Nature’s Blend left caution to the wind as it pursued confectionery giant Nestlé over the use of the words ‘luscious Lips’ appearing on the Allen’s ‘RETRO PARTY MIX’ lolly packet (Nestlé having acquired Allen’s in 1989). Nature’s Blend had registered the word mark ‘LUSCIOUS LIPS’ for a variety of goods including confectionery and took issue with the following paragraph appearing in small font on the back of the RETRO PARTY MIX packet:
“That’s right! All your favourites are back, so put on those flares and get ready to party! Up to 7 lolly varieties including … cool Cola Bottles, those radical Racing Cars, yummy Honey flavoured Bears, totally freeeekie Teeth, luscious Lips, partying Pineapples and outrageous Raspberries” [emphasis added].
Nature’s Blend tried to bolster its claim for trade mark infringement by adding claims for passing off and misleading and deceptive conduct. However, much like the side of salad that arrives with your chicken parmigiana, the extra claims were just there to add credibility and received little attention. The live issue was trade mark infringement – requiring two questions to be answered.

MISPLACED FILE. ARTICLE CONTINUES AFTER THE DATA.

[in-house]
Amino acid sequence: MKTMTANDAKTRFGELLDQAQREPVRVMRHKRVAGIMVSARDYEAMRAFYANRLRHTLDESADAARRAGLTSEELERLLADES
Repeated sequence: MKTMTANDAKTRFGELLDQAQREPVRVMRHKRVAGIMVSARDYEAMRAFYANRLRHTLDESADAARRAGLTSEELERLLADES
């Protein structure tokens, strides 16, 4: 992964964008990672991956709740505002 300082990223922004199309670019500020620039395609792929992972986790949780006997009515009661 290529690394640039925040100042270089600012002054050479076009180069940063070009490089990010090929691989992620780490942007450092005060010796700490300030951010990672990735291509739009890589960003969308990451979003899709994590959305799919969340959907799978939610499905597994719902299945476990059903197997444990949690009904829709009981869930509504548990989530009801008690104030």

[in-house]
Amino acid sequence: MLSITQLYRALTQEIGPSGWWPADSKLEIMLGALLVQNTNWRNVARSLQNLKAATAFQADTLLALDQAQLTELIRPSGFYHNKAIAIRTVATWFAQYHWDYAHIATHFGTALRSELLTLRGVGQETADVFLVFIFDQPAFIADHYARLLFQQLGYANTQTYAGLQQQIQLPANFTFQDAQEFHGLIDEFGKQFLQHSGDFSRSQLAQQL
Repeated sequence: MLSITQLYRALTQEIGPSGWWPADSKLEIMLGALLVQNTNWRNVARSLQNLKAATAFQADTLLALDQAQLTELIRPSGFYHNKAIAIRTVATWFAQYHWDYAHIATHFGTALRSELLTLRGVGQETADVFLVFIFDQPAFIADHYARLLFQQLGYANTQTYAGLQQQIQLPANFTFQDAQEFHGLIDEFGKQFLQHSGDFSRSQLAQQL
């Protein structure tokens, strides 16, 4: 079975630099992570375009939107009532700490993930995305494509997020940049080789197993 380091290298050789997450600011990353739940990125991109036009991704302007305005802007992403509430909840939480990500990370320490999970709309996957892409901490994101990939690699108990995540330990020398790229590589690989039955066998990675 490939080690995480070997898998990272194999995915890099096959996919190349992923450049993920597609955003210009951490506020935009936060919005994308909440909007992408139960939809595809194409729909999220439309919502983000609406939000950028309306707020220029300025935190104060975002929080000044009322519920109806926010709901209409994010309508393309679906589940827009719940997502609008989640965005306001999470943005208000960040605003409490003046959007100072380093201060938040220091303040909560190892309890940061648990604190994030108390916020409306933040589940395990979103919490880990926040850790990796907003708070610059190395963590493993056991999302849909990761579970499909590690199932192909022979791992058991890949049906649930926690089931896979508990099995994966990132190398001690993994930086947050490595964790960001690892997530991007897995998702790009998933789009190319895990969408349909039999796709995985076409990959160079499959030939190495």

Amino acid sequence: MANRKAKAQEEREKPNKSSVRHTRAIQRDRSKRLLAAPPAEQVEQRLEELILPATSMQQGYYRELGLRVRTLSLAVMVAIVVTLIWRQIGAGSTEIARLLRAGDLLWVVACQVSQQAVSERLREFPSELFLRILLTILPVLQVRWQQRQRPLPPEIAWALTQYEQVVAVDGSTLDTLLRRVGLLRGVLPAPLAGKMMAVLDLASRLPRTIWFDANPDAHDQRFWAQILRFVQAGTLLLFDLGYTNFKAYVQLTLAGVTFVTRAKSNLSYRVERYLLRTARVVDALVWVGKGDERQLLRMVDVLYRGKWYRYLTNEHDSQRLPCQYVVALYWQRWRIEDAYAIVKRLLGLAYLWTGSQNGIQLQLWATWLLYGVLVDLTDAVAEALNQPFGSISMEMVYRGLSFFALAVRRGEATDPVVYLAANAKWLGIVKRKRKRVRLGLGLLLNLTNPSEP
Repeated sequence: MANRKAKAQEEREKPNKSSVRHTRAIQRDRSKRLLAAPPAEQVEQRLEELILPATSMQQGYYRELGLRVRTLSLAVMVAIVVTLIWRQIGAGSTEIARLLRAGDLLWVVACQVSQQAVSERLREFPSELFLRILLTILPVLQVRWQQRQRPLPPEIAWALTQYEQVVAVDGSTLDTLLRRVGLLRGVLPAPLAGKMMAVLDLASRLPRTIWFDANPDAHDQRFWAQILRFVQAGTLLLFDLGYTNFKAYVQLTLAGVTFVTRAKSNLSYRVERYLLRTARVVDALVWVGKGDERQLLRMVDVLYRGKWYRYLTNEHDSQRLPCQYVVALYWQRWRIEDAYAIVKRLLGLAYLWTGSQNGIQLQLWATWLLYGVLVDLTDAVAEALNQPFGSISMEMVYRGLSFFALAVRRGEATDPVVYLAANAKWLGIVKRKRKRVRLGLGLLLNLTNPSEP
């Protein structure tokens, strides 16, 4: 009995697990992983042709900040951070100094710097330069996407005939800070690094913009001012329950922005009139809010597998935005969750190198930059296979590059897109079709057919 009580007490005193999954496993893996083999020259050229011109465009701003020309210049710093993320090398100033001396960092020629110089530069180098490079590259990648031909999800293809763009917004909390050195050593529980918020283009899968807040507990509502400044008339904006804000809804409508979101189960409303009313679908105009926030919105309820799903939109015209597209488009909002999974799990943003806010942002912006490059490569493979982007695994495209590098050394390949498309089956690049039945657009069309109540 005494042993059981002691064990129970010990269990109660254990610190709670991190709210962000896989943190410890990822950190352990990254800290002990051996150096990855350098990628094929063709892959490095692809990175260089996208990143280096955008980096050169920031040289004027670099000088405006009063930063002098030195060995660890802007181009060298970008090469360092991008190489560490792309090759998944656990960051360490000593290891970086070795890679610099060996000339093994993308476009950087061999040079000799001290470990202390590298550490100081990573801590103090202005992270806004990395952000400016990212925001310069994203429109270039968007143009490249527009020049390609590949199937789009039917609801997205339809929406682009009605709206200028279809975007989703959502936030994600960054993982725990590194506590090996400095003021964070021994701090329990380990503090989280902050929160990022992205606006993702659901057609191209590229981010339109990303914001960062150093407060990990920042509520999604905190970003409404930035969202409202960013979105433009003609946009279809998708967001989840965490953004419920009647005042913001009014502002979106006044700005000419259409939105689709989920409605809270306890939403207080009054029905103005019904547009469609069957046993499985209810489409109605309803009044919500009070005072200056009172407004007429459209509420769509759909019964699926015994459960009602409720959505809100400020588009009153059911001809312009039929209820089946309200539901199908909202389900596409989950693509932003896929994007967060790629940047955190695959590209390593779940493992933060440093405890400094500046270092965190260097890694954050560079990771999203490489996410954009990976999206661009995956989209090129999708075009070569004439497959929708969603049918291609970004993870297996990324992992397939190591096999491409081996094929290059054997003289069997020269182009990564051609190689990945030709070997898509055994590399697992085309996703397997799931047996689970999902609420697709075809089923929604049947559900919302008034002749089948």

Question 1: Were the words “luscious Lips” substantially identical or deceptively similar to the “LUSCIOUS LIPS” mark? Unsurprisingly – yes.
Question 2: Were the words “luscious Lips” used as a trade mark? According to Justice Sundberg – no, for the following two reasons. First, the word ‘luscious’ is descriptive, laudatory, and given its context, perhaps even humorous. Therefore, consumers who actually bothered to read the back of the packet would not have understood the expression to be used as a trade mark. Second, the effect of the words “luscious Lips” was diluted by the prominence of the well known marks ALLEN’S and Nestlé and the product name RETRO PARTY MIX. Justice Sundberg accepted that, while there can be use as a trade mark despite other marks on the packaging, there was no such use here. The decisive factor was the comparative prominence, positioning, and context of the words “luscious Lips”.
The case is an important reminder that context is pivotal in determining whether there has been use as a trade mark. You can read the Federal Court’s decision here.